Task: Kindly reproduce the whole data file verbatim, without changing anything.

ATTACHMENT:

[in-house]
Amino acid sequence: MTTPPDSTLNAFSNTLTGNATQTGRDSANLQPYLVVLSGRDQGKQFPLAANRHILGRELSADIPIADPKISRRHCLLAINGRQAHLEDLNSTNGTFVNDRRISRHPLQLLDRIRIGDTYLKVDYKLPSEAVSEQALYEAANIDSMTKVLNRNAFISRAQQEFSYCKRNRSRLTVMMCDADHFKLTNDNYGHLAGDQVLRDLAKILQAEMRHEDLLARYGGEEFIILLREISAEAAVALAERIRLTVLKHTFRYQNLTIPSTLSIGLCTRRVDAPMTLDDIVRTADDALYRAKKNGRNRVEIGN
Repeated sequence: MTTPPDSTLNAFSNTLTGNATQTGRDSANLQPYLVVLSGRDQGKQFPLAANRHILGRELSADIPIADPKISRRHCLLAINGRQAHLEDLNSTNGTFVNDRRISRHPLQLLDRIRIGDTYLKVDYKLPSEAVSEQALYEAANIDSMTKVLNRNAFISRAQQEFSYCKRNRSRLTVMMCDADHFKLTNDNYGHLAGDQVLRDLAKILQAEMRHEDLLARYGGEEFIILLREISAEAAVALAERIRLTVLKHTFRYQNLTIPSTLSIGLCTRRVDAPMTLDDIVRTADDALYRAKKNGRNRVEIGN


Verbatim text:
[in-house]
Amino acid sequence: MTTPPDSTLNAFSNTLTGNATQTGRDSANLQPYLVVLSGRDQGKQFPLAANRHILGRELSADIPIADPKISRRHCLLAINGRQAHLEDLNSTNGTFVNDRRISRHPLQLLDRIRIGDTYLKVDYKLPSEAVSEQALYEAANIDSMTKVLNRNAFISRAQQEFSYCKRNRSRLTVMMCDADHFKLTNDNYGHLAGDQVLRDLAKILQAEMRHEDLLARYGGEEFIILLREISAEAAVALAERIRLTVLKHTFRYQNLTIPSTLSIGLCTRRVDAPMTLDDIVRTADDALYRAKKNGRNRVEIGN
Repeated sequence: MTTPPDSTLNAFSNTLTGNATQTGRDSANLQPYLVVLSGRDQGKQFPLAANRHILGRELSADIPIADPKISRRHCLLAINGRQAHLEDLNSTNGTFVNDRRISRHPLQLLDRIRIGDTYLKVDYKLPSEAVSEQALYEAANIDSMTKVLNRNAFISRAQQEFSYCKRNRSRLTVMMCDADHFKLTNDNYGHLAGDQVLRDLAKILQAEMRHEDLLARYGGEEFIILLREISAEAAVALAERIRLTVLKHTFRYQNLTIPSTLSIGLCTRRVDAPMTLDDIVRTADDALYRAKKNGRNRVEIGN